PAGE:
Quantum Physics Could Help Cardiologists Identify & Treat Atrial Fibrillation
(Inverse.com) A team of physicists and astronomers from the University College of London (UCL) say in a new study that it could help cardiologists better identify and treat a common, yet debilitating, heart condition called atrial fibrillation (AF.)
AF affects millions of people in the U.S. every year by causing an irregular or skipping heartbeat that can lead to blood clots, stroke or even heart failure if left untreated.
“[This research] started as a side project, in the main context of security-related or potentially security-related applications, to investigate the feasibility of non-invasive imaging,” Luca Marmugi, said co-author of the study and post-doctoral researcher at UCL. “Clinicians from [the UCL] cardiology department approached [us] saying ‘We heard that you guys are looking into the possibility of creating conductivity maps for objects — can you do this with a heart?’.” NOTE: The trials described in this study were not yet done on biological tissue.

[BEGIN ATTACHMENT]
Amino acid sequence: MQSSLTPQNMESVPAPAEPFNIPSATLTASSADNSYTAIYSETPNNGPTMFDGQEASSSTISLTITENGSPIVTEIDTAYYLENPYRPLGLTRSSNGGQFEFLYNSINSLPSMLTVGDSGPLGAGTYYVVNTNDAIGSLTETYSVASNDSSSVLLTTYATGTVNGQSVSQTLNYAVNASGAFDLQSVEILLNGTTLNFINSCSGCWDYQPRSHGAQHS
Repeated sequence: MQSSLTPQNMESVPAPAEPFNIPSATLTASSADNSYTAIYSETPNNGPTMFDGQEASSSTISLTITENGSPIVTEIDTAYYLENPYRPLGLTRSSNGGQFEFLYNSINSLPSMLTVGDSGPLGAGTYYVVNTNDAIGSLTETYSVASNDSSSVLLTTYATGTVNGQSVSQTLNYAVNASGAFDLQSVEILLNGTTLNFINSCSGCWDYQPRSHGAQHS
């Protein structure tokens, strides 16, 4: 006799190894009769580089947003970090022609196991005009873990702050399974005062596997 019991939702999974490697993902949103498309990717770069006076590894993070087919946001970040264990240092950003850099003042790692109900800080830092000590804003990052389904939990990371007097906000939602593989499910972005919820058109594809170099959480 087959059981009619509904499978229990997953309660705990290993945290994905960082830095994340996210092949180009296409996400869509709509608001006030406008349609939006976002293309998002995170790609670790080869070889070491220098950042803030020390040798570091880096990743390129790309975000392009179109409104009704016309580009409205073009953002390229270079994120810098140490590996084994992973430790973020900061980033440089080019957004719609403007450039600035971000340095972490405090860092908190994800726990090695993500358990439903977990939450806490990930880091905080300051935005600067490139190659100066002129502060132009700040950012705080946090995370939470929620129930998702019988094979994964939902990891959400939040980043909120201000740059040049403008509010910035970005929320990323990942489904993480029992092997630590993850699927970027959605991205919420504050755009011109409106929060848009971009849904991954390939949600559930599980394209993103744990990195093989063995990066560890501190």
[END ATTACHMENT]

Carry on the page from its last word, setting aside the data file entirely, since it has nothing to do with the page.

This approach works by using two different magnetic fields to map the conductivity of an object. In the case of AF, the team would use the sensors to detect any divergence in the initial conductivity map. These points of divergence could then be used by clinicians to pinpoint where a patients’ heart was short-circuiting. Marmugi tells Inverse that the super-sensitivity of these sensors is all down to their quantum properties.
“The ‘quantum’ nature of the imaging platform lies in the atomic magnetometer, which the core sensor we use for detecting the very small response field obtained from an object we want to image,” says Marmugi. “These sensors are based on laser manipulation and interrogation of atomic spins of Rb atoms… [we] measure the secondary magnetic field produced by an object in response to a small oscillating magnetic field. In this way, we can reconstruct images (or maps) of the electric conductivity. In this case, the ‘quantum-ness’ of the sensor allowed us to overcome the limitations in terms of sensitivity and tunability of conventional sensors.”